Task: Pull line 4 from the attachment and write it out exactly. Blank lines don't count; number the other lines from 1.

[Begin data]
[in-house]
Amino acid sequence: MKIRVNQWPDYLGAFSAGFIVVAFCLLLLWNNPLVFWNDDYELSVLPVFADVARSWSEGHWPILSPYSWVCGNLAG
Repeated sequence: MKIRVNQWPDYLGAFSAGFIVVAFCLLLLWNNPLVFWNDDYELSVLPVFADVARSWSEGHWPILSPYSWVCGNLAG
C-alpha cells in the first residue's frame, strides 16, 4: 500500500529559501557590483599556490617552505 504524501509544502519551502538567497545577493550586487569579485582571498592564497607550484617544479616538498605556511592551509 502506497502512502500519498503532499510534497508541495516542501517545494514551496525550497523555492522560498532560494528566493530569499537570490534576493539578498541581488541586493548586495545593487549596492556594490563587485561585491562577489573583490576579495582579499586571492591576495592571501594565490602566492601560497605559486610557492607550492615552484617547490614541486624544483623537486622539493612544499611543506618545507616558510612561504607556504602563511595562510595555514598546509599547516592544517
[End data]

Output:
C-alpha cells in the first residue's frame, strides 16, 4: 500500500529559501557590483599556490617552505 504524501509544502519551502538567497545577493550586487569579485582571498592564497607550484617544479616538498605556511592551509 502506497502512502500519498503532499510534497508541495516542501517545494514551496525550497523555492522560498532560494528566493530569499537570490534576493539578498541581488541586493548586495545593487549596492556594490563587485561585491562577489573583490576579495582579499586571492591576495592571501594565490602566492601560497605559486610557492607550492615552484617547490614541486624544483623537486622539493612544499611543506618545507616558510612561504607556504602563511595562510595555514598546509599547516592544517